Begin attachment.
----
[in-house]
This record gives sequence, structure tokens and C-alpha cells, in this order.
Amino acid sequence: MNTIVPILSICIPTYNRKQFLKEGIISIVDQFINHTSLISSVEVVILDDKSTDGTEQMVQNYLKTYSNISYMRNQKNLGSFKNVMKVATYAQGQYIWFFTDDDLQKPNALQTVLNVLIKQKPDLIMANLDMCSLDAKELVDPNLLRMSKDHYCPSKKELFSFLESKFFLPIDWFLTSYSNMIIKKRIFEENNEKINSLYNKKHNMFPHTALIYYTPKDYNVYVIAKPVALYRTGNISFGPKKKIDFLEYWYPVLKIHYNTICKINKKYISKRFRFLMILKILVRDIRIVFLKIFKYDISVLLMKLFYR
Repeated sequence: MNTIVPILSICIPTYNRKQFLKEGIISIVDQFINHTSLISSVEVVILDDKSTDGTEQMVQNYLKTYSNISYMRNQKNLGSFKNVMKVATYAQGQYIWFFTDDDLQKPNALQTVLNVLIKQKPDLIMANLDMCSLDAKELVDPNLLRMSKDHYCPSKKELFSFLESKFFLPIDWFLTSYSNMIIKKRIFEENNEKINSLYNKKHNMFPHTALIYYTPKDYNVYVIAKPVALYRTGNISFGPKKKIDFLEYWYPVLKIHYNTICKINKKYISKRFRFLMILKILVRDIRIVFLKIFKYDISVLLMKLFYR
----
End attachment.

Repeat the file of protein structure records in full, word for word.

[in-house]
This record gives sequence, structure tokens and C-alpha cells, in this order.
Amino acid sequence: MNTIVPILSICIPTYNRKQFLKEGIISIVDQFINHTSLISSVEVVILDDKSTDGTEQMVQNYLKTYSNISYMRNQKNLGSFKNVMKVATYAQGQYIWFFTDDDLQKPNALQTVLNVLIKQKPDLIMANLDMCSLDAKELVDPNLLRMSKDHYCPSKKELFSFLESKFFLPIDWFLTSYSNMIIKKRIFEENNEKINSLYNKKHNMFPHTALIYYTPKDYNVYVIAKPVALYRTGNISFGPKKKIDFLEYWYPVLKIHYNTICKINKKYISKRFRFLMILKILVRDIRIVFLKIFKYDISVLLMKLFYR
Repeated sequence: MNTIVPILSICIPTYNRKQFLKEGIISIVDQFINHTSLISSVEVVILDDKSTDGTEQMVQNYLKTYSNISYMRNQKNLGSFKNVMKVATYAQGQYIWFFTDDDLQKPNALQTVLNVLIKQKPDLIMANLDMCSLDAKELVDPNLLRMSKDHYCPSKKELFSFLESKFFLPIDWFLTSYSNMIIKKRIFEENNEKINSLYNKKHNMFPHTALIYYTPKDYNVYVIAKPVALYRTGNISFGPKKKIDFLEYWYPVLKIHYNTICKINKKYISKRFRFLMILKILVRDIRIVFLKIFKYDISVLLMKLFYR